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Sonic Forces/Formats/BINA

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BINA Formats

NOTE: This page is highly based on my page on Sonic Colors formats: SCHG:Sonic_Colors

The BINA format is a generic container format used by Sonic Team in titles such as Sonic the Hedgehog (2006 game), Sonic and the Secret Rings, Sonic and the Black Knight, Sonic Colors, Sonic Lost World, and now in Sonic Forces.

Generally speaking, any file in the BINA Format is structured as follows:

  • BINA Header
  • DATA Node
    • Data (This is entirely specific to the type of file, E.G. gedit files contain gedit data)
    • String Table
    • Offset Table (aka BINA Final Table or BINA Footer)

Each of the BINA-specific components are detailed below.

Header

struct Header
{
    char[4] BINASignature = "BINA";
    char[3] VersionNumber = "210";
    char EndianFlag; // "B" if the file is big-endian, "L" if the file is little-endian.
    uint FileSize;
    ushort NodeCount; // How many Nodes are present in the file. 99.9999% of the time this is just set to 1, as practically every BINA file contains only one node; the "DATA Node".
    ushort Unknown1 = 0; // Probably just padding? Possibly related to the "Footer" found in some Colors formats?

    Node[NodeCount] Nodes; // All nodes present in the file, as described below.
}

Nodes

BINA Files are comprised of a series of BINA Nodes. Each node starts off as a simple structure like this:

struct Node
{
    char[4] Signature; // Used to describe what type of node this is.
    uint Length; // The length of this node and all of its contents, from the beginning of Signature until the end of the node.
}

DATA Node

While it's clear the system was designed with the intent of there being multiple nodes of varying types (each with a different structure), from all of our findings thus far we've only ever seen one type of node in BINA files; the "DATA Node":

struct DataNode : Node
{
    Signature = "DATA";
    Length = (FileSize - 16); // Only true if the DATA node is the only node in the file, however this is always the case from our findings.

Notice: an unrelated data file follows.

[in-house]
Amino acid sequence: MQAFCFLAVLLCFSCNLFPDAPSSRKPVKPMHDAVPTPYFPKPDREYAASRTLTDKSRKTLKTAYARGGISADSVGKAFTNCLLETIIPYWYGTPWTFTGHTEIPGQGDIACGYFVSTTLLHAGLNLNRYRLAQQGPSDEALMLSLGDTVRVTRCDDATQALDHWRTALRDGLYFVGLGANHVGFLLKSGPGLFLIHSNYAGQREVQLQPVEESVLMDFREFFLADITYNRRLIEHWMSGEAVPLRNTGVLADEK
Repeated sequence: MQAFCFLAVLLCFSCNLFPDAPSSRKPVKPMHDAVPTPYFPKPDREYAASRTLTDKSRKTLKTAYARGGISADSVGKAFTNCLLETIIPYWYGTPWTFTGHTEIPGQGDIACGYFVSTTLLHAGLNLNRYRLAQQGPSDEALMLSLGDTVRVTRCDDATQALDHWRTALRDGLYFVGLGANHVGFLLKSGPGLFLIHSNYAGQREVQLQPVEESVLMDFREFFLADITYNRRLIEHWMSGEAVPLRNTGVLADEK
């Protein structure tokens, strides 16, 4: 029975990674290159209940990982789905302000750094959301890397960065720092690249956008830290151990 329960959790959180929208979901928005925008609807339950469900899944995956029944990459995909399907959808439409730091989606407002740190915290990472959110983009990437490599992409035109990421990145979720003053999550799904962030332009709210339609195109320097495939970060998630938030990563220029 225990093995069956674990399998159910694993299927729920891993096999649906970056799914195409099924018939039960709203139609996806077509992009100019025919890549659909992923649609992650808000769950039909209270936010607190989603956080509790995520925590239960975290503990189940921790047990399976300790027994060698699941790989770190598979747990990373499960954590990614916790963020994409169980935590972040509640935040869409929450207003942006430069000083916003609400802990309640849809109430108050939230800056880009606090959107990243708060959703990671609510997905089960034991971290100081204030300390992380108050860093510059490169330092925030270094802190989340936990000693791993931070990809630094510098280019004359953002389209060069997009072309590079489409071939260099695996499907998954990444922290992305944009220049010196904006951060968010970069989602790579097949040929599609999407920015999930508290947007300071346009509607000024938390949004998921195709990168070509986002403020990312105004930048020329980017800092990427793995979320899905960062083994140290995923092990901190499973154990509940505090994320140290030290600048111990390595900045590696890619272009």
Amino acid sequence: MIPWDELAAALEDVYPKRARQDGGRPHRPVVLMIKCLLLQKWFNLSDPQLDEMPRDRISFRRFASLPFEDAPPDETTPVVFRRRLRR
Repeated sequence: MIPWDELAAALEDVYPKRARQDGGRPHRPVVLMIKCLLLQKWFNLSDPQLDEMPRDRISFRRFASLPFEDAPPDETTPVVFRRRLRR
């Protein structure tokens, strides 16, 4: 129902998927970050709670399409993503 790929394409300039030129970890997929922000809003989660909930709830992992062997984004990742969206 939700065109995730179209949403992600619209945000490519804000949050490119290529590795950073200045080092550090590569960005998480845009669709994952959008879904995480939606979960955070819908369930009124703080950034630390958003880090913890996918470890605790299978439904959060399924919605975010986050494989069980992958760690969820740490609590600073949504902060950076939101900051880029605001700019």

uint StringTableOffset; // The non-absolute (relative to the beginning of the Data array below, which is always 0x40 from our findings) offset to the BINA String Table explained below.
    uint StringTableLength; // The length of the BINA String Table explained below.

    uint OffsetTableLength; // The length of the BINA Offset Table explained below.
    ushort AdditionalDataLength = 0x18;
    ushort Padding = 0; // Just two nulls to pad-out AdditionalDataLength to 4 bytes.
    byte[AdditionalDataLength] AdditionalData; // Exact purpose unknown. Seems to always just contain nulls?

    byte[Length - (0x18 + AdditionalDataLength)] Data; // Specific to each type of file. E.G. gedit files contain gedit data.
}

String Table

The DATA Node's string table is literally just an array of null-terminated strings (which are referenced via offsets throughout the file). The only other thing noteworthy about them is that the last value in the array must be padded to a 0x4 offset.

Offset Table

This is the most complicated part of the BINA format by far, so brace yourselves!!
To understand the purpose of offset tables, you need to understand how the game actually loads BINA files. You see, BINA files are read via "direct memory loading". Put simply, this means the game just grabs all the data from the file, casts it to a struct/class, and uses it, no additional parsing required!

This comes with a lot of obvious plus sides, such as load times being about as fast as they can get. However, it also unfortunately comes with a couple downsides. If anything's wrong with the file, for example, even if it's an extremely minor error that wouldn't matter to code that parses the data, it's pretty much guaranteed it will be enough cause the game to just crash without any error message or anything (which is kind of a pain for us modders, haha).